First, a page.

Justice Thomas Writes a Misguided Anti-Section 230 Statement “Without the Benefit of Briefing”–Enigma v. Malwarebytes
This statement bears some resemblance to Justice Thomas’ statement in early 2019 that the Supreme Court should reconsider the actual malice standard from New York Times v. Sullivan. Like this statement, that statement was anti-media, pro-censorship, and quite unpersuasive. So far, the Supreme Court hasn’t taken up Justice Thomas’ initiative against the actual malice standard. I hope this statement suffers the same fate.
The Art of the Bad Faith Argument
The person who types “lol” is never actually laughing; the person who types I’M SCREAMING is silently dabbing at a screen. In the same way, the person who is perpetually shocked and outraged and brimming with righteous fury is almost always lying to themselves. They’re as affectless as the rest of us: play-acting, downloading synthetic emotions, and then passing them on.
Unsubscribe: The $0-budget movie that ‘topped the US box office’
But on 10 June, one box office-topping movie was watched by just two people, in one cinema. Unsubscribe, a 29-minute horror movie shot entirely on video-conferencing app Zoom, generated $25,488 (£20,510) in ticket sales on that day. Nationwide, the movie hit the top of the charts, according to reputable revenue tacker Box Office Mojo. The budget of the movie: a flat $0. How was that possible?
Augmented Reality Is Now Mainstream on Instagram
I am alone in my apartment, as always, and I’ve just replaced my left eyeball with an orange springing out of its peel. A mile away, a friend, also home alone, is taking her seat—every seat, actually—at the table in The Last Supper, yelling as the camera pans down the row of disciples and her face replaces that of one man after another. Another friend is watching a mouse dressed as the Pope dance across her kitchen floor. A third is smiling while a strange man wraps his arms around his throat.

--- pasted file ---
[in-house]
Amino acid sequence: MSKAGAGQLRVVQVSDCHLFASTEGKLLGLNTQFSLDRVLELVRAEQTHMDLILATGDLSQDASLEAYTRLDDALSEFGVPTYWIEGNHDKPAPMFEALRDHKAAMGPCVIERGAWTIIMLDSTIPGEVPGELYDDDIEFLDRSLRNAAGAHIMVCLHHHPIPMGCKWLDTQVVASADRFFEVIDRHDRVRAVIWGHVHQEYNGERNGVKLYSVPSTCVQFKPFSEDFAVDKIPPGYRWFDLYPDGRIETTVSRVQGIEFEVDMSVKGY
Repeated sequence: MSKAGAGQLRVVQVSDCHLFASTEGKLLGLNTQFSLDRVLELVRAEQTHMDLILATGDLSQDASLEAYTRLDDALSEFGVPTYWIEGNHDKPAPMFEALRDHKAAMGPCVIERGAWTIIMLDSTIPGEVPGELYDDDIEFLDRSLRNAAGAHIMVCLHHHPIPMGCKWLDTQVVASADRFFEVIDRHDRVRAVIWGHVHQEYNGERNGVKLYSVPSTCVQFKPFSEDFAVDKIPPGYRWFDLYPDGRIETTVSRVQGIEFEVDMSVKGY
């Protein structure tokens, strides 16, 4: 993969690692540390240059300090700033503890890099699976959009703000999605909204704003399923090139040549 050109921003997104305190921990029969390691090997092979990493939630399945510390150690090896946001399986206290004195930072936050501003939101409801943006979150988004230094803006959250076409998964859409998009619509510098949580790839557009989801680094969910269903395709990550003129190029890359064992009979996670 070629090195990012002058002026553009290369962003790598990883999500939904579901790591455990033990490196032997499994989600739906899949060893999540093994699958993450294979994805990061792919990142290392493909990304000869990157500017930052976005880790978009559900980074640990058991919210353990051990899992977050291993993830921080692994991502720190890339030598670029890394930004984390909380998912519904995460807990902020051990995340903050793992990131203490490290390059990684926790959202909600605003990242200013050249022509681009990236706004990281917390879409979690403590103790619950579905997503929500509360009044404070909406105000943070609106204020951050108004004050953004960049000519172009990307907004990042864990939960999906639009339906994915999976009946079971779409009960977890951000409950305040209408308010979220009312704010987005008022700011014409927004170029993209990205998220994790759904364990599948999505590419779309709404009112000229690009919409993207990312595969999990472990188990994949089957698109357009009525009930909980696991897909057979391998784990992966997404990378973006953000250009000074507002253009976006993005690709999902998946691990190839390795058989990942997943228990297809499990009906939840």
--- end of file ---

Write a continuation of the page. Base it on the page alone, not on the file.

The Early History of Usenet
>November 2019 is, as best I can recall, the 40th anniversary of the conception of Usenet. (What’s Usenet? The Wikipedia article is ok but not perfect.) I should have written a proper paper; instead, there will (probably) be an irregular series of blog posts.
I didn’t notice the series concluded a while back, so if you were waiting to read the whole thing, it’s done.
Monitoring And Debunking COVID-19 Panic: The “Haarlem Aldi” Hoax
Knowing how relatively calm the situation has been here in the Netherlands (especially in Haarlem, where there is one reported case), we at Bellingcat felt that the video was likely fake — and set out to prove it.
Hashtag of note
You will probably notice immediately that it contains a full-width dash, in other words a Unicode (probably Chinese-origin?) character. For some reason, this is all over Twitter in posts from Anglophone people I am almost completely sure have no input method installed that can actually produce it.
It’s not a real dash at all but a “Katakana-Hiragana prolonged sound mark“:
How Explaining Copyright Broke the YouTube Copyright System
This is a story about how the most sophisticated copyright filter in the world prevented us from explaining copyright law. It doesn’t involve TikTok dance moves or nuanced 90s remixes featuring AOC. No, it involves a debate at a law school conference over how and when one song can infringe the copyright of another and how exactly one proves in a courtroom if the accused song is “substantially similar” enough to be deemed illegal. In the end, because it was blocked by one of the music companies who owns the song, it also became a textbook study in how fair use still suffers online and what it takes to pushback when a video is flagged. A copyright riddle wrapped up in an algorithmic enigma, symbolic of the many current content moderation dilemmas faced by online platforms today.